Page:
His dad ‘has got your back’Published 6:22pm Friday, June 14, 2013
Specialist (E4) Dakota Madison will not be home Sunday to spend Father’s Day with his one-year-old son, James, but one of the toddler’s shirts, a camouflage-print onesie he has outgrown since his father last saw him, says all you need to know about the family – “My daddy’s got your back,” it reads.
Dakota, who was awarded the Purple Heart in 2010 at the age of 18 after sustaining injuries during a mortar attack in Afghanistan, has certainly proven he “has the back” of the people and country he serves. Dakota has not seen his son since November 4, 2011, when he was deployed back to war-torn Afghanistan only six months after James’ birth.
His wife, Lynthia, says his absence is tough on the family, especially on holidays like Father’s Day.
“This will be his first Father’s Day away,” she said. “We knew he was going to be gone, but he’s getting ready to come home in the next month and half.”
Even though Dakota is scheduled to rejoin his family soon, Lynthia said there are still obstacles that make the distance hard to cope with.
“They’ve stopped receiving mail because he’ll be home soon, so we can’t even send him a gift,” she said. “So we’ll just give it to him when he gets home.”
Lynthia said the last year at Fort Stewart, Ga. has been tough without her husband, for both her and James, but added a combination of technology and good support has helped her family through hard times like the one they will face Sunday without Dakota.
“It can get hard, but I have friends that also have husbands that are deployed,” she said. “We pretty much communicate with him through Facebook and Skype. With their Internet there, sometimes the connection isn’t good, but he gets phone calls every now and then.”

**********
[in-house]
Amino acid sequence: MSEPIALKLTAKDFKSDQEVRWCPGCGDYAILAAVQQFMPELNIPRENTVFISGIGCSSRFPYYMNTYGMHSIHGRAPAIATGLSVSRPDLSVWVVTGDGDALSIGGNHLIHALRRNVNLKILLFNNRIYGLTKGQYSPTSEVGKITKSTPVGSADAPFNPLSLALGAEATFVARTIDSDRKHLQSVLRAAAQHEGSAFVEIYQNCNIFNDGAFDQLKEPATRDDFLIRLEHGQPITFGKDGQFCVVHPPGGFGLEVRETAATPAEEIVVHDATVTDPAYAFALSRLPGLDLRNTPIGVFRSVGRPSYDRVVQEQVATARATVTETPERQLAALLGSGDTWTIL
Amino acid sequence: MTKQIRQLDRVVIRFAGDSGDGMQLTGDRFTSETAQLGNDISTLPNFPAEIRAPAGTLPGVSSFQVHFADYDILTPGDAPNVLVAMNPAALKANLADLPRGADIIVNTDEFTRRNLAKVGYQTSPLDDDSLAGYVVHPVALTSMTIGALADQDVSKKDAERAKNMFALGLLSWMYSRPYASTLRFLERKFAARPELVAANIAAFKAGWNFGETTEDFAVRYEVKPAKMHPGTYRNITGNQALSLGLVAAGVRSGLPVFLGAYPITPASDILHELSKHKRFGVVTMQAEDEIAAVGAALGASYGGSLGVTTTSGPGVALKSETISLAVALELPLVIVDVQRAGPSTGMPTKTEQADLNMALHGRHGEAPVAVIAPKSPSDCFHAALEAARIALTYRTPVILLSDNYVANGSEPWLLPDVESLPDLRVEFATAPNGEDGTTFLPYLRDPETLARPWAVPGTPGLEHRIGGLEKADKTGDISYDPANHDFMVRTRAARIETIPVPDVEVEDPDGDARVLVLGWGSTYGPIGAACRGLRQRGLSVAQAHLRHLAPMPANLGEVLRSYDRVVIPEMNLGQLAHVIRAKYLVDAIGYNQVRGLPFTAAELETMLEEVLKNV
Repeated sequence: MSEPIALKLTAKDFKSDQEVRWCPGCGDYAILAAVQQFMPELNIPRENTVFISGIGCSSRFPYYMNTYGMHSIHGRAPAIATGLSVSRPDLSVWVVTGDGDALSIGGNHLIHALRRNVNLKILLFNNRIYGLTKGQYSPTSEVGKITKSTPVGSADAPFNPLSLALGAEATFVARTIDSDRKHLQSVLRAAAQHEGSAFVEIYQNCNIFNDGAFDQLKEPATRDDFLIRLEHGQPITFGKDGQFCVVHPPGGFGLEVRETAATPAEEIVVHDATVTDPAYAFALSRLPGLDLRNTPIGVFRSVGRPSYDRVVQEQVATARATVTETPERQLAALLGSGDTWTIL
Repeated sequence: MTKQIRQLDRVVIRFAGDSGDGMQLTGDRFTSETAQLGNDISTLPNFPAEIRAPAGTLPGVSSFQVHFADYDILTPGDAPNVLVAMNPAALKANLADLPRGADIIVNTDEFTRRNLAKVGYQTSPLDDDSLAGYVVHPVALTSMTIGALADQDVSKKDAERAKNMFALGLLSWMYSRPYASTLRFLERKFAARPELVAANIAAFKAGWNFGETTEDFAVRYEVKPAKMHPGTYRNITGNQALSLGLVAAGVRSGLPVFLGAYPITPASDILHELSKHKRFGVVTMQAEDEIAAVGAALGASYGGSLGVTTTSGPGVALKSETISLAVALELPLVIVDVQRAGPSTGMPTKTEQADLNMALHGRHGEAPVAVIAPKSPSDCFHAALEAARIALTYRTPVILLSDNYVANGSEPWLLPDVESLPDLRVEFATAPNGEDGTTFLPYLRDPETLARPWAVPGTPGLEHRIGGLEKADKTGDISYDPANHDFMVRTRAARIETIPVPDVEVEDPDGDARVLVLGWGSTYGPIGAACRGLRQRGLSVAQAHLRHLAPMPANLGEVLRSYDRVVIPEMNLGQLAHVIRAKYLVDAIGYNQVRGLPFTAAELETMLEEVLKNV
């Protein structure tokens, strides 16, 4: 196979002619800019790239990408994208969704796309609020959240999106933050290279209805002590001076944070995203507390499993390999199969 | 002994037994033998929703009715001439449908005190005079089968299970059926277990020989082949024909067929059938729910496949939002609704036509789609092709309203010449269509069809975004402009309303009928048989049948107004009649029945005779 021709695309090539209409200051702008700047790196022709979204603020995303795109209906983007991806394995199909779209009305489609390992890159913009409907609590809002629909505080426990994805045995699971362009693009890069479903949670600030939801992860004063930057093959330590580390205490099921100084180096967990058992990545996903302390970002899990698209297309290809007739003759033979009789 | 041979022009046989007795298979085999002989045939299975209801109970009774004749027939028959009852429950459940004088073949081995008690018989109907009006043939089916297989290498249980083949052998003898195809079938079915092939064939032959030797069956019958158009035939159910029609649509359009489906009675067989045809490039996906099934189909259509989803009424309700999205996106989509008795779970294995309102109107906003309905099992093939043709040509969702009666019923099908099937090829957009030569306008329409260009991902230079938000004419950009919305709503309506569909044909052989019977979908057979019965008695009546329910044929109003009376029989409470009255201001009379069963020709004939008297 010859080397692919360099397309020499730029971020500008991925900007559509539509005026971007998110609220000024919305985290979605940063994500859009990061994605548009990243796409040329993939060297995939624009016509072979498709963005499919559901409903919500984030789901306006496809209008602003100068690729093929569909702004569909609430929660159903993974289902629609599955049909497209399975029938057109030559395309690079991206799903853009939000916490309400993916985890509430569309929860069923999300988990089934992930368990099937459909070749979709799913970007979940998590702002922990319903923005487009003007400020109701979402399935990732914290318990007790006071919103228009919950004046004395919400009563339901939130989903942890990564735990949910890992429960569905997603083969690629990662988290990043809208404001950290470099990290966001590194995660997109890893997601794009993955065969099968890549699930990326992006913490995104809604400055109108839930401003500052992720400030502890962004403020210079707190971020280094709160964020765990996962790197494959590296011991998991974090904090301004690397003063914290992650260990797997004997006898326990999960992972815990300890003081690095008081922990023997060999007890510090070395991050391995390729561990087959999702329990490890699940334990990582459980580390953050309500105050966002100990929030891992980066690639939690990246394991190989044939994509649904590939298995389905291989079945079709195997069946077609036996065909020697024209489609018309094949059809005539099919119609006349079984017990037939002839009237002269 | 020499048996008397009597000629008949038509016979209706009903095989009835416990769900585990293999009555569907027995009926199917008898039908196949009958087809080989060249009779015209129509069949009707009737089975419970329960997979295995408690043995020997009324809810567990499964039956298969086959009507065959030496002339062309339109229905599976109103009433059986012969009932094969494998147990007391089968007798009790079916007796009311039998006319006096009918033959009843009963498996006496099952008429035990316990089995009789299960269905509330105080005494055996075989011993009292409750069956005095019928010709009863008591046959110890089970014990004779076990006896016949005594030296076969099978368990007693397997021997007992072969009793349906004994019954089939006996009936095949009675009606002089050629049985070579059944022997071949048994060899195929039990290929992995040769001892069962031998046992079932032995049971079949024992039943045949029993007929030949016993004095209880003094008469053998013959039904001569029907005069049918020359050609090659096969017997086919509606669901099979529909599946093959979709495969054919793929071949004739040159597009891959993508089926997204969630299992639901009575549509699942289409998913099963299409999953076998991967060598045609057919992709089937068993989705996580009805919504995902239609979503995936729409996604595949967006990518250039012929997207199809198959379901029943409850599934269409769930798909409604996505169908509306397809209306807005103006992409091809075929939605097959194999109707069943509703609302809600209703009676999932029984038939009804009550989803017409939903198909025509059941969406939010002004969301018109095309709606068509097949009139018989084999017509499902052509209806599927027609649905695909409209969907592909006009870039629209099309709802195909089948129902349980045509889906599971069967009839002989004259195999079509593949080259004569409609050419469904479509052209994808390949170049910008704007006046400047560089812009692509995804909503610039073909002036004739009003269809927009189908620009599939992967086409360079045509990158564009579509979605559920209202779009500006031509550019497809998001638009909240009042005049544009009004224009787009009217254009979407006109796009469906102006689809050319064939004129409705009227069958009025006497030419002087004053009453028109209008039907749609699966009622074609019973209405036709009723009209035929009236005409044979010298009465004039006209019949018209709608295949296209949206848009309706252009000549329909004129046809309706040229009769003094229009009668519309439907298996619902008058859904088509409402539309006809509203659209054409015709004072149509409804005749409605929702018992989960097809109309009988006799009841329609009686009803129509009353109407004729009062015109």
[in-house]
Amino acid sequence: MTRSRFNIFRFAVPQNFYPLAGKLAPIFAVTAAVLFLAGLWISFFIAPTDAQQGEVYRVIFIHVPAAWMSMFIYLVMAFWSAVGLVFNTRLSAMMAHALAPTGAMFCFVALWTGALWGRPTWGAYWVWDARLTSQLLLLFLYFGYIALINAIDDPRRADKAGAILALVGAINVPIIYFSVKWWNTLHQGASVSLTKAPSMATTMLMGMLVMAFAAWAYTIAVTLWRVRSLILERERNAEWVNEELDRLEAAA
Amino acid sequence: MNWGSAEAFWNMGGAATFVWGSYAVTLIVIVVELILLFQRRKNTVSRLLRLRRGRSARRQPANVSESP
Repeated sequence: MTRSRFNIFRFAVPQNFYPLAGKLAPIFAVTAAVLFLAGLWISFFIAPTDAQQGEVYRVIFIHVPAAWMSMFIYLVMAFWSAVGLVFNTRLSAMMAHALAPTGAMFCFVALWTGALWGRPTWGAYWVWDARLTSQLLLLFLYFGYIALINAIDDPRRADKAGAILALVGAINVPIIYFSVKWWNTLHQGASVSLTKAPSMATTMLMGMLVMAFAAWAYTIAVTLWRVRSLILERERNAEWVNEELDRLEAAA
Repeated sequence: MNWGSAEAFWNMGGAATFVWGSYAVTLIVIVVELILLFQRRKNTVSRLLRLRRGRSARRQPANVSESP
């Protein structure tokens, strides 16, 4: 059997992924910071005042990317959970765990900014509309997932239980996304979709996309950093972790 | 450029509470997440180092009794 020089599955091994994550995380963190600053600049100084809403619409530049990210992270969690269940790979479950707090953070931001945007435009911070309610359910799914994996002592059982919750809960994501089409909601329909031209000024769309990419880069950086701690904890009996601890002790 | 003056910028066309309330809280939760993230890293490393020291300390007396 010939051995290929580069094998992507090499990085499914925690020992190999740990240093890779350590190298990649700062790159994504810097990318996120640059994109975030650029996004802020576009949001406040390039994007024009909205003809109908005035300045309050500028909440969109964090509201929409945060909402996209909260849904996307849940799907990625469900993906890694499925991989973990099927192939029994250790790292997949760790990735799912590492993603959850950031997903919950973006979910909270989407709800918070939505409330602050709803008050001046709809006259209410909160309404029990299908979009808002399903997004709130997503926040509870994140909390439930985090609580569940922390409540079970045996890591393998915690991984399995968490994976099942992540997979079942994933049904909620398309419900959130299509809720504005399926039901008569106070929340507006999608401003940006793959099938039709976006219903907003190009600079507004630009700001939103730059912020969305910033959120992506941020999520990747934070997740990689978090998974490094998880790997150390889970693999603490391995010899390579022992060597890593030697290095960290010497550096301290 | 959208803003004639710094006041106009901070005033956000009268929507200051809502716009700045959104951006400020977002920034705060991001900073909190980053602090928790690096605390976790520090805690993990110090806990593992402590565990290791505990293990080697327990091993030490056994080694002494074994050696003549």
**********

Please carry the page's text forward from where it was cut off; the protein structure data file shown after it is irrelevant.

Lynthia said she is thankful for the technology because it gives their son a way to see his father through more than just pictures.
“He knows that dad is the one on the computer,” she said. “That’s how he perceives him right now. I can show him a picture of Dakota and he’ll point and say “da-da” and smile, or he’ll point or touch the computer.”
Although he is half a world away and nine hours ahead of his family in Georgia (ten hours ahead of his family at home in Atmore), Dakota himself said he will be thinking of his family on Sunday.
“I have missed all the other holidays since I have been gone too,” Dakota said over Facebook. “I’m gonna be on my way out of Afghanistan in a few days.”
Until then, Dakota said he will continue his work, helping Special Forces train Afghan police in the Paktika province.
“Everything is packed and ready to go,” he said.
Until then, Lynthia said she and James will be thinking of their “hero.”
“We just want him to know that we love him and we are very proud of him,” she said. “He’ll always be our hero and the best father we could ask for for our son.”
Lynthia said having their son with her as they wait on Dakota has been an extra comfort to her.
“It makes it easier having a part of (Dakota) with me. Even though he’s not physically there.”
Lynthia said she hopes other families with deployed parents, spouses or siblings, will find comfort as well during difficult holidays and that families with loved ones at home will remember how blessed they are.
“I think with being a military spouse over holidays and special days like tomorrow, it’s important for everybody to really understand how important these days are,” she said. “We learn to value these holidays more than we used to. To some, it may not be that big of a day. To me and to James and Dakota, it’s something really important.”